Do you ever look at your investment statements and have no idea what they mean?
Investments should not be overcomplicated. You use your money to invest in a company or a project or a business. If it does well, you make money. If it does badly, you lose money. That is the Cliffs Notes version of investing, but the financial industry has spawned many different investment methods and vehicles to give greater choice and freedom. And a wider range of fees, commissions, and compensation structures to go with them.Mention This Blog Post and Receive $50 off a Financial Review Session.
In looking over your financial statements, you might notice that you are invested in one or more mutual funds. Nothing surprising about that, as passive investments like mutual funds and ETFs are rising in popularity and prominence. There are, however, different classes of mutual fund shares, and it is important to know the differences between them. The different shares of the same mutual fund will all grow at the same rate, but how much the fees are and when you have to pay them will differ, which will impact your overall return and what your strategy should be. Here is a quick rundown of the three main classes of mutual fund shares.
Class A shares are the most common type of share that I encounter when dealing with new clients, and should basically be thought of as an upfront commission. If you give a broker $10,000 to buy XYZ Class A shares, you will receive $10,000 worth of stock, minus a commission. The commission ranges from fund to fund, but is generally in the 3-7% range. Some Class A’s will also have a sales charge based on how long you hold it, but this is rare and is much less than the other two classes of shares.
Class B shares are less common and work on a deferred commission basis. This means that if you buy $10,000 of XYZ Class B, you will get $10,000 worth of XYZ. If you were to immediately sell the stock, you would receive $10,000 less the broker commission. This fee is typically reduced over the life of the asset, meaning that the longer you hold onto it the less you will have to pay. This can continue to the point where the shares are converted into Class A shares, which will lower the sales cost of the investment in the future. The sales charge on Class B shares is generally a few percentage points higher than with Class A shares, and they sometimes charge an annual percentage to ensure that the broker is compensated while you hold the stock.
Class C shares are not very common, and they derive most of their compensation from annual fees associated with holding them, generally 1% give or take a few basis points. They also generally charge you another percentage point if you sell them within the first year of owning the stock. Because the entirety of the commissions come from the ongoing annual fee, this class quickly becomes the least profitable investment the longer that you hold on to it.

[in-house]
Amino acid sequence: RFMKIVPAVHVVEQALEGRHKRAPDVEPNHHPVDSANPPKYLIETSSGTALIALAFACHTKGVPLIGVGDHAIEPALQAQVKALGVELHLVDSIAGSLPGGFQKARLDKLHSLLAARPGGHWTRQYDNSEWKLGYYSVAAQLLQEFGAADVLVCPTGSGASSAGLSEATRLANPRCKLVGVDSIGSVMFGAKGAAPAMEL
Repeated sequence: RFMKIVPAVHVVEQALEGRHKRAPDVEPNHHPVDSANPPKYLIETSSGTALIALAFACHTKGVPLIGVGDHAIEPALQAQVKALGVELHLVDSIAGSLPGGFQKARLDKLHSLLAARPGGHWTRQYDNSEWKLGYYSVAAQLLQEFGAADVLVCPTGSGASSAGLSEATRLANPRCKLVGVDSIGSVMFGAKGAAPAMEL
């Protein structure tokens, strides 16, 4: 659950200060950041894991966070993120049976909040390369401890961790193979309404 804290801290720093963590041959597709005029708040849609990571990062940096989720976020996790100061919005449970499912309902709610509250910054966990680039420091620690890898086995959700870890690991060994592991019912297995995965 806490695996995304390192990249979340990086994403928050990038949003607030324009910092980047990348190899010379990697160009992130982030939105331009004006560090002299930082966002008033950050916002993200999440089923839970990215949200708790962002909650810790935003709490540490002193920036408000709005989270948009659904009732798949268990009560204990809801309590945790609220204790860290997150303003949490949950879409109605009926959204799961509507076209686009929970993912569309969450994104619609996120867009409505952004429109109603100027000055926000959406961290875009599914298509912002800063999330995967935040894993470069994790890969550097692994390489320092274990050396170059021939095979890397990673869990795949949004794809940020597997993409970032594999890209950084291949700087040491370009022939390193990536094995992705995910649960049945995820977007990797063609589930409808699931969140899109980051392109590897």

For an even quicker summary, you can think of them in this manner; Class A shares you pay the commission up front, Class B you pay a commission when you sell, and Class C you pay an ongoing annual fee. Advanced, Belated, or Continuous fees.
Now that you know the difference, which is the best option for me?
Odds are, none of them are best for you. Why? Because there are mutual funds that come with no commissions at all. They’re called “no-load” mutual funds, and they are the ones used primarily by fiduciaries like us. Part of the allure of the different share classes stems from the old mantra of “you get what you pay for,” wherein mutual funds that you have to pay for should perform better than mutual funds that you don’t have to pay for. Furthermore, they should perform better by enough of margin to pay for the fees and then some. However, research shows that loaded funds worse on average than no-load funds, and that is before accounting for the extra fees and commissions involved. These loaded funds also tend to be more actively managed, which means that transaction costs for buying and selling securities further impede the ability earn strong returns.
It is for these reasons and more that fiduciaries tend to steer clients away from investing in loaded funds. They just aren’t worth it, and the commissions involved take a substantial bite out of retirement savings. So the next time your advisor is telling you to invest in a loaded fund, ask them why, and ask them how much commissions they expect to receive. The answers may or may not surprise you.